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How Does Avista Corporation (NYSE:AVA) Fare As A Dividend Stock?

Simply Wall St

Could Avista Corporation (NYSE:AVA) be an attractive dividend share to own for the long haul? Investors are often drawn to strong companies with the idea of reinvesting the dividends. On the other hand, investors have been known to buy a stock because of its yield, and then lose money if the company's dividend doesn't live up to expectations.

In this case, Avista likely looks attractive to investors, given its 3.2% dividend yield and a payment history of over ten years. We'd guess that plenty of investors have purchased it for the income. Before you buy any stock for its dividend however, you should always remember Warren Buffett's two rules: 1) Don't lose money, and 2) Remember rule #1. We'll run through some checks below to help with this.

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NYSE:AVA Historical Dividend Yield, October 1st 2019

Payout ratios

Dividends are typically paid from company earnings. If a company pays more in dividends than it earned, then the dividend might become unsustainable - hardly an ideal situation. Comparing dividend payments to a company's net profit after tax is a simple way of reality-checking whether a dividend is sustainable. In the last year, Avista paid out 51% of its profit as dividends. This is a healthy payout ratio, and while it does limit the amount of earnings that can be reinvested in the business, there is also some room to lift the payout ratio over time.

Another important check we do is to see if the free cash flow generated is sufficient to pay the dividend. Unfortunately, while Avista pays a dividend, it also reported negative free cash flow last year. While there may be a good reason for this, it's not ideal from a dividend perspective.

Is Avista's Balance Sheet Risky?

As Avista has a meaningful amount of debt, we need to check its balance sheet to see if the company might have debt risks. A quick check of its financial situation can be done with two ratios: net debt divided by EBITDA (earnings before interest, tax, depreciation and amortisation), and net interest cover. Net debt to EBITDA measures total debt load relative to company earnings (lower = less debt), while net interest cover measures the ability to pay interest on the debt (higher = greater ability to pay interest costs). With net debt of 4.70 times its EBITDA, investors are starting to take on a meaningful amount of risk, should the business enter a downturn.

Net interest cover can be calculated by dividing earnings before interest and tax (EBIT) by the company's net interest expense. Interest cover of 2.50 times its interest expense is starting to become a concern for Avista, and be aware that lenders may place additional restrictions on the company as well.

Consider getting our latest analysis on Avista's financial position here.

Dividend Volatility

One of the major risks of relying on dividend income, is the potential for a company to struggle financially and cut its dividend. Not only is your income cut, but the value of your investment declines as well - nasty. Avista has been paying dividends for a long time, but for the purpose of this analysis, we only examine the past 10 years of payments. During this period the dividend has been stable, which could imply the business could have relatively consistent earnings power. During the past ten-year period, the first annual payment was US$0.72 in 2009, compared to US$1.55 last year. This works out to be a compound annual growth rate (CAGR) of approximately 8.0% a year over that time.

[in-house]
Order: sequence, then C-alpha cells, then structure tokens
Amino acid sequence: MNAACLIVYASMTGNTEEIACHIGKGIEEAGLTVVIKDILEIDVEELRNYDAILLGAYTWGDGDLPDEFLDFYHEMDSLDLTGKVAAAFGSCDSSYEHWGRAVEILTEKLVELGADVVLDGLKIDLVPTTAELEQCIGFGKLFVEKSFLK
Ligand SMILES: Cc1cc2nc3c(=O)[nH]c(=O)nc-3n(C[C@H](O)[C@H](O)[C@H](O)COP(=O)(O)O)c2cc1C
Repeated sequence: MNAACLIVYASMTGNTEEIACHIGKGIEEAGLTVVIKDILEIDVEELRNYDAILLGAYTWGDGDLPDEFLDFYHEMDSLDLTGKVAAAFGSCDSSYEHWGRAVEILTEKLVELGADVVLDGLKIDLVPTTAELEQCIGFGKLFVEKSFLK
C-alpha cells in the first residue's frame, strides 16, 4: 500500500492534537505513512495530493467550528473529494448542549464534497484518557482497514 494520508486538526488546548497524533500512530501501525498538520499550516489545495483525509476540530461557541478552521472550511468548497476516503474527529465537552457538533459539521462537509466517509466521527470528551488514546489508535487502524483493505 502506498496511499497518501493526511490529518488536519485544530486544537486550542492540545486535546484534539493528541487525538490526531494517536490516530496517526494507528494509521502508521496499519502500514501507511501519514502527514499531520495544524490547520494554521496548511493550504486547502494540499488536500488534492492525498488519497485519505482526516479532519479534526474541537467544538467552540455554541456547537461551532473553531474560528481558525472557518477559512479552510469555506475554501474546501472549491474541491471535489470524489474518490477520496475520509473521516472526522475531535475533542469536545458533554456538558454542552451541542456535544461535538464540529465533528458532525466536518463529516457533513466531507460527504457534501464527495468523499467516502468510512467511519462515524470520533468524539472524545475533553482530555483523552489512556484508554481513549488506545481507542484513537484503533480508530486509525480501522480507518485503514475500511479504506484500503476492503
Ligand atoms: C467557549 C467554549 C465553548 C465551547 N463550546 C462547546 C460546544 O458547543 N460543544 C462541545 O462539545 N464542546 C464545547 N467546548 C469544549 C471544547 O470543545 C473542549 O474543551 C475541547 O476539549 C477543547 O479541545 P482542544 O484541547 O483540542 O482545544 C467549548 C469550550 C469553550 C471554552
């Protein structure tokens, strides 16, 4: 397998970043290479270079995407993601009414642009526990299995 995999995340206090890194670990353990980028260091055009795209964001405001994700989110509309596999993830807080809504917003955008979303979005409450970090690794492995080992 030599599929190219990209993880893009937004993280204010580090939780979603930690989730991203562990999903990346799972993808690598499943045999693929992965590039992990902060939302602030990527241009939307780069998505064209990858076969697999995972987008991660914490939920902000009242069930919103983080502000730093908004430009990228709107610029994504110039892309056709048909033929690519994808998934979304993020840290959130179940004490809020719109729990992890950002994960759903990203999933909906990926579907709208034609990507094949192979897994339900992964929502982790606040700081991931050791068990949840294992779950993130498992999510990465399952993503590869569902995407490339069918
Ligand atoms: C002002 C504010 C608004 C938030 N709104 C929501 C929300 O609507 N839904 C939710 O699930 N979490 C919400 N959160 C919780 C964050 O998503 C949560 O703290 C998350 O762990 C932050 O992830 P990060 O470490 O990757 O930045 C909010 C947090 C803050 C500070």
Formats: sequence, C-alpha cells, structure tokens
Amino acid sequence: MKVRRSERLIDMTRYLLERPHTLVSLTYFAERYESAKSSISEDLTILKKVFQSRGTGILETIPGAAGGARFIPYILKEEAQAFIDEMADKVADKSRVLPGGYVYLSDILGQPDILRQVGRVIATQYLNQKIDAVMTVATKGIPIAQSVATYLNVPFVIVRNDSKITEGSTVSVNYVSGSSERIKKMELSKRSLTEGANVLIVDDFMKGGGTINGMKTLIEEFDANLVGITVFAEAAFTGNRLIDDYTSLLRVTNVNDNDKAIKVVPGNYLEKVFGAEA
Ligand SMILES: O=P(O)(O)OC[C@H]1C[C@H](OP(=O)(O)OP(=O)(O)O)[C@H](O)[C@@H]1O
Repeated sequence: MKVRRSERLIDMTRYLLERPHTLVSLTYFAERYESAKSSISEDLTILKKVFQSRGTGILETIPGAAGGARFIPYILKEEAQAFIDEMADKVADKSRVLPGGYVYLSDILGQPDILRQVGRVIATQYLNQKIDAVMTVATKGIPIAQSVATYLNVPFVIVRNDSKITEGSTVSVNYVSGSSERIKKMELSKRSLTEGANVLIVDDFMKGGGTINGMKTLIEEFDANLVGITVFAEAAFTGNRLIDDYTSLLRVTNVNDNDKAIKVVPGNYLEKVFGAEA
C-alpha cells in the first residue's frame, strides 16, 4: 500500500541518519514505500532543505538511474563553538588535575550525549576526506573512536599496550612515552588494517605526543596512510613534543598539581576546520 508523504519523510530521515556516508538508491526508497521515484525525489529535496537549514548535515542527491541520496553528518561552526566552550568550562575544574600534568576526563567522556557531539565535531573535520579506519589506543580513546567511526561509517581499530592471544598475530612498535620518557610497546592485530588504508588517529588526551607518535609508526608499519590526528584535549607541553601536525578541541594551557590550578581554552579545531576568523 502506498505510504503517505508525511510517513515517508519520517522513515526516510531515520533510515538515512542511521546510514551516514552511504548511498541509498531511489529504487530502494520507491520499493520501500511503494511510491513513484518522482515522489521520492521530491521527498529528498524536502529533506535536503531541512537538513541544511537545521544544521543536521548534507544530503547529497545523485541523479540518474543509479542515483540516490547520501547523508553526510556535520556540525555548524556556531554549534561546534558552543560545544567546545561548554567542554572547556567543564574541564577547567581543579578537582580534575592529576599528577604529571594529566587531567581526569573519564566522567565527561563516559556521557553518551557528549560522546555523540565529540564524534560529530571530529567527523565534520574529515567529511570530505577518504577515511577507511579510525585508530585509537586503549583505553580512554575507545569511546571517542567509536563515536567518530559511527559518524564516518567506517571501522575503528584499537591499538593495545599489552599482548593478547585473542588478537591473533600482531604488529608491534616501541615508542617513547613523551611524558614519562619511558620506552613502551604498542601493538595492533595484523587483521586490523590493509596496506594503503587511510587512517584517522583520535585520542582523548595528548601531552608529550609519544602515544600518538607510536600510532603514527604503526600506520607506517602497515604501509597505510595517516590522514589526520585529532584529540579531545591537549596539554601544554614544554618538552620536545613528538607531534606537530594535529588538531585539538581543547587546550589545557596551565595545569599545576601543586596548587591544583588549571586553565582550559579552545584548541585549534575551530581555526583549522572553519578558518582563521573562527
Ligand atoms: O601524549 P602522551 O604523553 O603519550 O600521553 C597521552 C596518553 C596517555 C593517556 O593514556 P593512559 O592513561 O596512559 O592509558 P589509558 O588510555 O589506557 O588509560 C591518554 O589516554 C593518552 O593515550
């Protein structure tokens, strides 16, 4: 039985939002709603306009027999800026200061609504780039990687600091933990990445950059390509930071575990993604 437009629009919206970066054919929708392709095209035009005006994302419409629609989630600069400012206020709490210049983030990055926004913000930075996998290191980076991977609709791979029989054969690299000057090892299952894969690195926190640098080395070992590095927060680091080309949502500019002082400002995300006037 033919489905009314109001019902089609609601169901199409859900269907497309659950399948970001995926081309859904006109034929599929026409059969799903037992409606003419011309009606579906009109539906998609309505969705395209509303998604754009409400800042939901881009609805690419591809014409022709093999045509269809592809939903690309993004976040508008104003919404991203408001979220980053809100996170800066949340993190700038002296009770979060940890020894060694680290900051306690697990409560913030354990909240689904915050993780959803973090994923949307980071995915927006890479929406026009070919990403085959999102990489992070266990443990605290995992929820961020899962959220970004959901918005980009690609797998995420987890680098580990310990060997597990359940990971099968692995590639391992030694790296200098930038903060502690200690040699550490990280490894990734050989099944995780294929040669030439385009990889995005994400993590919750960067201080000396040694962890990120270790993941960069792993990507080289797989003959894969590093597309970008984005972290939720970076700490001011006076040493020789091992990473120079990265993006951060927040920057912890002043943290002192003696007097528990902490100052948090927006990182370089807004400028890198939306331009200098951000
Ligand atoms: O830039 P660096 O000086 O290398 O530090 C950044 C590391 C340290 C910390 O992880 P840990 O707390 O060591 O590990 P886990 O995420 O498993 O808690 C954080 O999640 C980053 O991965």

Businesses that can grow their dividends at a decent rate and maintain a stable payout can generate substantial wealth for shareholders over the long term.

Dividend Growth Potential

Dividend payments have been consistent over the past few years, but we should always check if earnings per share (EPS) are growing, as this will help maintain the purchasing power of the dividend. Strong earnings per share (EPS) growth might encourage our interest in the company despite fluctuating dividends, which is why it's great to see Avista has grown its earnings per share at 12% per annum over the past five years. Earnings per share have been growing rapidly, but given that it is paying out more than half of its earnings as dividends, we wonder how Avista will keep funding its growth projects in the future.

Conclusion

To summarise, shareholders should always check that Avista's dividends are affordable, that its dividend payments are relatively stable, and that it has decent prospects for growing its earnings and dividend. Avista gets a pass on its dividend payout ratio, but it paid out virtually all of its cash flow as dividends. This may just be a one-off, but we'd keep an eye on this. That said, we were glad to see it growing earnings and paying a fairly consistent dividend. While we're not hugely bearish on it, overall we think there are potentially better dividend stocks than Avista out there.

Earnings growth generally bodes well for the future value of company dividend payments. See if the 3 Avista analysts we track are forecasting continued growth with our free report on analyst estimates for the company.

If you are a dividend investor, you might also want to look at our curated list of dividend stocks yielding above 3%.

We aim to bring you long-term focused research analysis driven by fundamental data. Note that our analysis may not factor in the latest price-sensitive company announcements or qualitative material.

If you spot an error that warrants correction, please contact the editor at editorial-team@simplywallst.com. This article by Simply Wall St is general in nature. It does not constitute a recommendation to buy or sell any stock, and does not take account of your objectives, or your financial situation. Simply Wall St has no position in the stocks mentioned. Thank you for reading.